The ‘Gun That Won the West’ to Lose Its Made-in-USA Label
In one of the final scenes of the western “Big Jake,” John Wayne could have been talking about the Winchester rifle as he reflected on the passing of the Old West.
“Well,” says Big Jake to his Apache sidekick, “times change -- usually for the better.”
The sign of changing times for the Winchester -- the “Gun That Won the West” and the brand most closely associated with Wayne’s long career in film Westerns -- is that it will no longer be made in America.
After years of losses and dwindling sales, U.S. Repeating Arms Co. announced last week that it would close its New Haven factory by March 31, idling 186 workers.
The Winchester brand will continue, but the firearms will be made in Japan and Europe.
In New Haven, an old-line industrial city, the main surprise is that the ax didn’t fall sooner. The low-slung, modern Winchester plant, built with state, city and bonding support in 1994, produced no more than 80,000 guns last year, about one-fourth of its capacity, according to Mayor John DeStefano Jr.
“It’s ironic that an icon of America is going to be made overseas,” DeStefano said.
The relative handful employed by the plant today is a far cry from the peak production period of World War II, when Winchester’s sprawling old brick factory employed 19,000 people who turned out rifles for the war effort. At that time, nearly every worker was a New Haven resident; today 40% of the plant’s employees live in the city.
A symbol of the forces behind last week’s announcement is the black, yellow and red flag of Belgium that flies between those of the United States and Connecticut outside the plant. Belgium is the home of the Herstal Group, which owns U.S. Repeating Arms as well as Browning firearms.
“After 10 years of desperately trying to make that facility profitable, our owners said, ‘Fix it,’ ” said Scott Granger, a spokesman for Repeating Arms, which is based in Morgan, Utah.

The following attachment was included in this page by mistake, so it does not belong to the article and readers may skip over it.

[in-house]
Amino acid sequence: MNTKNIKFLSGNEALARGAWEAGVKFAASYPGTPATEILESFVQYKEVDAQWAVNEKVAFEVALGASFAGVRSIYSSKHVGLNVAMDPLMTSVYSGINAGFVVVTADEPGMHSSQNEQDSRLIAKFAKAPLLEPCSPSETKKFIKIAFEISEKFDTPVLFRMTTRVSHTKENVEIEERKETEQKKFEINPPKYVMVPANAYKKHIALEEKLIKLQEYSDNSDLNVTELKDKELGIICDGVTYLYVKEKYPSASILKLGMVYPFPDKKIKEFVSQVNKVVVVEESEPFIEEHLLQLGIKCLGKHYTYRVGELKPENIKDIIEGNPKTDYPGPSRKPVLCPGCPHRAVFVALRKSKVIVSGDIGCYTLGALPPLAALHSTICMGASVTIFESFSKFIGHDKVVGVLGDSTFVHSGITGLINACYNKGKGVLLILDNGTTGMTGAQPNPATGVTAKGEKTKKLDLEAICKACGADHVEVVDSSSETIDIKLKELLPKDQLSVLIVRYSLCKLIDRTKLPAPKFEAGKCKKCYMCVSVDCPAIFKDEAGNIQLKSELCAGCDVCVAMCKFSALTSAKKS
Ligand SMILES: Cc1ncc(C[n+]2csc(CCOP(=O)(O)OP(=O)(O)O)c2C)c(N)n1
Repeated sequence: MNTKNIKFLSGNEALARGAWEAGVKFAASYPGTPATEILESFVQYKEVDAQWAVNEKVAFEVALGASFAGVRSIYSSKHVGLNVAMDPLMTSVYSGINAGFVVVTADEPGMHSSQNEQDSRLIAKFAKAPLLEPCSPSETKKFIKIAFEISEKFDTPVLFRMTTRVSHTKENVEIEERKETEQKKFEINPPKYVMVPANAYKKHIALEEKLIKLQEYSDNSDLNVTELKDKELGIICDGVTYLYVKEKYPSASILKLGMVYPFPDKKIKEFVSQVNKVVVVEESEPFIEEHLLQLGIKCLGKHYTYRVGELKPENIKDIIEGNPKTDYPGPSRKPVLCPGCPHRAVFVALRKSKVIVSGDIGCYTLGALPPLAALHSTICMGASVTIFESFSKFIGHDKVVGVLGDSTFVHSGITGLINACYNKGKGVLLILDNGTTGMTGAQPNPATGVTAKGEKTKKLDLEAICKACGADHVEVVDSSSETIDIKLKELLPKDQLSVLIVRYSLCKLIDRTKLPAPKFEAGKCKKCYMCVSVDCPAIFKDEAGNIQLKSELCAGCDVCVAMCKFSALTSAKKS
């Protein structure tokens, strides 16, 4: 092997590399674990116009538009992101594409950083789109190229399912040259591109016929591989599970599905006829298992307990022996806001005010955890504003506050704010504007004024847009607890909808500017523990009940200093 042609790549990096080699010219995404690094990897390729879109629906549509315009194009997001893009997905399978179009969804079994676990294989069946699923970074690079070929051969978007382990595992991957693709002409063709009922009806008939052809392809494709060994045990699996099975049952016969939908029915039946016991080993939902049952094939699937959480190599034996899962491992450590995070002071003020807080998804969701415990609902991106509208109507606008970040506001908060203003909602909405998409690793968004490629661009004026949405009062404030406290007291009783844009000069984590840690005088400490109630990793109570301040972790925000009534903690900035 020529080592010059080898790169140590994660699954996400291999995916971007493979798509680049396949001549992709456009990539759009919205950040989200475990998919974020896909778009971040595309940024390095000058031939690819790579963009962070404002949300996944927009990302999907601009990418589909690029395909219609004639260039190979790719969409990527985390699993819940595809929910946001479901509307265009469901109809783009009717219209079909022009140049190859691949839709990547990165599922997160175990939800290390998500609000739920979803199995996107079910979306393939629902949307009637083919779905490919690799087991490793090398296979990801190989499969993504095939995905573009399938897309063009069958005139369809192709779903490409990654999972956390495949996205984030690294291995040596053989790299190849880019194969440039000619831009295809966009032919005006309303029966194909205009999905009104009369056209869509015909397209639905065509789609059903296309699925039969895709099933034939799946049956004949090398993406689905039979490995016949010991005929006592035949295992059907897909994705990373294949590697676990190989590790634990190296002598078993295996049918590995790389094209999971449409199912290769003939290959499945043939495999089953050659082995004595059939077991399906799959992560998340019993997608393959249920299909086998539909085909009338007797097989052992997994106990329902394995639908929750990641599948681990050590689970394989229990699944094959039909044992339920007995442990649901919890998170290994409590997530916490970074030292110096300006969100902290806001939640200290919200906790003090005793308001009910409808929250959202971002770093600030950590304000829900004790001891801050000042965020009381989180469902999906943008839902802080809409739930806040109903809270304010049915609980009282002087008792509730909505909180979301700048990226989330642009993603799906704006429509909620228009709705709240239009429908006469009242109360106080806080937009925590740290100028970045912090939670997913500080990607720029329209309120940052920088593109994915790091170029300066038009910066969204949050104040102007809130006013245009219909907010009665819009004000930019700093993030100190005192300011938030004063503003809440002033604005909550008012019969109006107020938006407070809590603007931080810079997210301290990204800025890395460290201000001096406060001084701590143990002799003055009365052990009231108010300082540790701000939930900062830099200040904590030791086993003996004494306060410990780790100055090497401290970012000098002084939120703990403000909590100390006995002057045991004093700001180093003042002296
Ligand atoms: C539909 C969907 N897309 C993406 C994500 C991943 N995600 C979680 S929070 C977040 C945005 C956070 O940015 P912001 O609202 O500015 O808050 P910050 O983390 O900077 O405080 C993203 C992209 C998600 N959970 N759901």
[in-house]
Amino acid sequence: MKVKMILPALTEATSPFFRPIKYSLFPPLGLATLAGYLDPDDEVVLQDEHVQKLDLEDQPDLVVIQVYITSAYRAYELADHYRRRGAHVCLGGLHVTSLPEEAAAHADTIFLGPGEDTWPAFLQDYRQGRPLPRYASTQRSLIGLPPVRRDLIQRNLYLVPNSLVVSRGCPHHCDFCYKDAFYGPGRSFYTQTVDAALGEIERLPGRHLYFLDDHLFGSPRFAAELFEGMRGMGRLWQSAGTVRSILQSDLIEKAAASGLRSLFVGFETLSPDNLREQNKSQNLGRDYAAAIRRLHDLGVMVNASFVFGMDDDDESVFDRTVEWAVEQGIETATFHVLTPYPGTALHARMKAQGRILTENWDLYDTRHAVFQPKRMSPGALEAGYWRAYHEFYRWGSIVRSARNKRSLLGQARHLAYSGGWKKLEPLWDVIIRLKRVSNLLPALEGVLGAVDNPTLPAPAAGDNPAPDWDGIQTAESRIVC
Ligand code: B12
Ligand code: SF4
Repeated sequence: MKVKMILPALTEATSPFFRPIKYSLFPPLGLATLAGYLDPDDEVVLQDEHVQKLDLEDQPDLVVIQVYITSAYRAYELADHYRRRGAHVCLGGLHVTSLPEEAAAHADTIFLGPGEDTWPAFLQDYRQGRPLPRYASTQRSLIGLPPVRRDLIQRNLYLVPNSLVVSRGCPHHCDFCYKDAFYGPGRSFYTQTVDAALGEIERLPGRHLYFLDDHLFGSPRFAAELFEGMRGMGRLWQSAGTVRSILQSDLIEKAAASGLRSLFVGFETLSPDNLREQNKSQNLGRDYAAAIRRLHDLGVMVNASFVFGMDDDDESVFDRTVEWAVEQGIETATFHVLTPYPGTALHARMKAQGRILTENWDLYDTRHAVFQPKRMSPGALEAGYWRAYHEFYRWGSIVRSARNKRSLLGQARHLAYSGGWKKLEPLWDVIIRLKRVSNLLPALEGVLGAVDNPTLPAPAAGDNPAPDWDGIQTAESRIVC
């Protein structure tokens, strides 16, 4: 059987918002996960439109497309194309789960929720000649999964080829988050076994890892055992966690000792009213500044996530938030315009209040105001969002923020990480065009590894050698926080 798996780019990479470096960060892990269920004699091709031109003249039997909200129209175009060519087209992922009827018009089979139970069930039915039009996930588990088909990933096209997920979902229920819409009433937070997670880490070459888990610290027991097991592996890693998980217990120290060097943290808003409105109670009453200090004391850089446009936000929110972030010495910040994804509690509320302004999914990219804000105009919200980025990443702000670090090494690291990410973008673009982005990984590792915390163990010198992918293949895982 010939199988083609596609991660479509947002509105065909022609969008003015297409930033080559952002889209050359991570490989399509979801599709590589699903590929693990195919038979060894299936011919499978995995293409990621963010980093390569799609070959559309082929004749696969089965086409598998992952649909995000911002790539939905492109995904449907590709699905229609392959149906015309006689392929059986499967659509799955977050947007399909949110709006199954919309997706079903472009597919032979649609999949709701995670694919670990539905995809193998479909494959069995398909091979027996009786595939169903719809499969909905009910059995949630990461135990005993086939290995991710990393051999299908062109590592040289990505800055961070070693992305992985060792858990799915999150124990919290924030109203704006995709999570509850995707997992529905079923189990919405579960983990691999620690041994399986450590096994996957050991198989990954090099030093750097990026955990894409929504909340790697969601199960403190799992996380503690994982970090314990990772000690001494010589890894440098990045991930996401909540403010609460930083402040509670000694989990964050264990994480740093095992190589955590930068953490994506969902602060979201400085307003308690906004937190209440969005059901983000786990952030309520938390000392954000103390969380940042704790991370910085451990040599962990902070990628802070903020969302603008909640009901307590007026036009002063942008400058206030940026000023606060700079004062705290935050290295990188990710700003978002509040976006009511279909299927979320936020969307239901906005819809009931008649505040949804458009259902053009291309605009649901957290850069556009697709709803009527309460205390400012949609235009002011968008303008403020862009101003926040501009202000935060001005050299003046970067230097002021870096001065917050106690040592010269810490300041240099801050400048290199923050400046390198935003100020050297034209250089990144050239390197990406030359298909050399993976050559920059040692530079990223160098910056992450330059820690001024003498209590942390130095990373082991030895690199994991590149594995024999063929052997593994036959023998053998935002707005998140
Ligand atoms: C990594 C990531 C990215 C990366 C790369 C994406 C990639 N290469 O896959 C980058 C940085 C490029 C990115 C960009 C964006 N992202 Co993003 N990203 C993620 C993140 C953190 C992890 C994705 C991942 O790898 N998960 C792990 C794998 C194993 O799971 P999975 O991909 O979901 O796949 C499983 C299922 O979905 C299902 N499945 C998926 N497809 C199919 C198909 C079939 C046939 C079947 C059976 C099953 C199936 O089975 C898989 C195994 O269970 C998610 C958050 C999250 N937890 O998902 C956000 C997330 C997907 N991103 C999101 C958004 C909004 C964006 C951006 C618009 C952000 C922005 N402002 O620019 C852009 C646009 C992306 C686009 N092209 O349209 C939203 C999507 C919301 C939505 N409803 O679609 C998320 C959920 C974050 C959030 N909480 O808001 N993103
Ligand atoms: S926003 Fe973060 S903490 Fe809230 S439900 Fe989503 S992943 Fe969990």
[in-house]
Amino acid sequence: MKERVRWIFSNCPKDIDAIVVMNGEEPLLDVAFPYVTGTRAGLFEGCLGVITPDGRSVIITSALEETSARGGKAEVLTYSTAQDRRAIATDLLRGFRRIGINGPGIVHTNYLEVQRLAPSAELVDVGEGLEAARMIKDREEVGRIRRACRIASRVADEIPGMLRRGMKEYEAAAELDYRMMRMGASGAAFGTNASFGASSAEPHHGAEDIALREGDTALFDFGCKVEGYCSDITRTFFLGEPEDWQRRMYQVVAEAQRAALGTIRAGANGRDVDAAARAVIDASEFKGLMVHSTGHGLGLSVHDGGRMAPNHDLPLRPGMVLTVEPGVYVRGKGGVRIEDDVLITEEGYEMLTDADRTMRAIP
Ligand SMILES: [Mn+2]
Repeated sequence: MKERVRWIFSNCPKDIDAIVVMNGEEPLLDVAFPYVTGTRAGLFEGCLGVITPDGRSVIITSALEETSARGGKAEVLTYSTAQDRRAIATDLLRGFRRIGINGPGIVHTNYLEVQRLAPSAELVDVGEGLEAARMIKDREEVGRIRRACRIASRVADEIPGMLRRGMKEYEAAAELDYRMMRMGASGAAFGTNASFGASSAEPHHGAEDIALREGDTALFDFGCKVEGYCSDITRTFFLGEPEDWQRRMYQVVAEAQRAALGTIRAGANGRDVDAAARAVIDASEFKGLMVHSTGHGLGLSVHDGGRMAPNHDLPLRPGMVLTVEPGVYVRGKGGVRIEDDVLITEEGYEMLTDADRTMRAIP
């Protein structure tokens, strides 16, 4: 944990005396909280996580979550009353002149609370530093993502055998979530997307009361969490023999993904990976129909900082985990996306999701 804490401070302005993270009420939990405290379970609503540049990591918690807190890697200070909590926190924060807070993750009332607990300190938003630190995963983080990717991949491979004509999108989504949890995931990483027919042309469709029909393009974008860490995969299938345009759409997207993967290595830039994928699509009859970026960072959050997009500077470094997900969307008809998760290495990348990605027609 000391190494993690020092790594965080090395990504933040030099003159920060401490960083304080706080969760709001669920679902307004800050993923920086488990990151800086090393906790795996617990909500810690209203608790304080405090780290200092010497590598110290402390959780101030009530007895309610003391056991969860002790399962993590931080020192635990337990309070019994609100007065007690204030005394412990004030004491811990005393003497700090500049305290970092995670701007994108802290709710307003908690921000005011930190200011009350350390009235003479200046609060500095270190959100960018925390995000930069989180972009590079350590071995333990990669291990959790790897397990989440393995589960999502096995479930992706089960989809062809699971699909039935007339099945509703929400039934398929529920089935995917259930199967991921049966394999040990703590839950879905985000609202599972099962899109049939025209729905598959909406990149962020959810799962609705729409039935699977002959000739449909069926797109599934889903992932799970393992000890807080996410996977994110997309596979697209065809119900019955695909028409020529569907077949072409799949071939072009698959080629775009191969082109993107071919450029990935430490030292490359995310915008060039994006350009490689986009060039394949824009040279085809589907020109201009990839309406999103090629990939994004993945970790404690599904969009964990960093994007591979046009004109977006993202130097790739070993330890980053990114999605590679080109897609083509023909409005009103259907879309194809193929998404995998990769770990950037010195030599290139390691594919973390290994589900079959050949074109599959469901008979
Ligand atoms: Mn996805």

For years, Herstal has manufactured some Winchester shotgun models in Belgium and assembled them in Portugal, Granger said. A number of 19th century Winchester rifle models, sold mainly as collectors’ items or for use in the fast-growing sport of cowboy action shooting, have been made in Japan, he said.
Those guns are well made, said William H.D. Goddard, a weapons historian in Providence, R.I., but he said the New Haven plant closing may cause some gun enthusiasts to turn away from Winchester.
“The American population that still hunts and shoots and collects is by and large more conservative and has a great reverence for things that are American made,” Goddard said.
About 150 of the 186 workers in New Haven are members of the International Assn. of Machinists Local 609. They make from $13 to $24 an hour, averaging about $16, said Everett Corey, directing business representative of the IAM district that includes the Winchester factory.
Corey said the union some time ago negotiated exclusive rights for the New Haven plant to produce the Model 1300 pump shotgun and two American classics, the bolt-action Model 70 and the lever-action Model 94.
The Model 70, a 70-year-old design, has long been the first choice of many military snipers and remains popular with police SWAT teams as well as sportsmen. The Model 94, first built in 1894, has appeared in countless Hollywood Westerns and is similar to the tricked-up, rapid-fire weapon used by Chuck Connors in the 1960s TV series “The Rifleman.”
The union had initially hoped that its rights agreement would provide enough leverage to keep the plant open. But U.S. Repeating Arms now plans to retire the Model 70 and Model 94, although Corey said the union is hoping to generate some interest from another manufacturer to resume production in New Haven.
Mayor DeStefano said New Haven is trying to make the transition from heavy manufacturing to emerging high-tech industries.
The city’s largest employer is Yale University, with about 11,000 workers. Yale’s medical school and scientific research have attracted 40 small biotech firms to New Haven, he said.
“Our manufacturers now are people in lab coats,” DeStefano said. “The nature of work in America is changing, and everybody has an obligation to change with it.”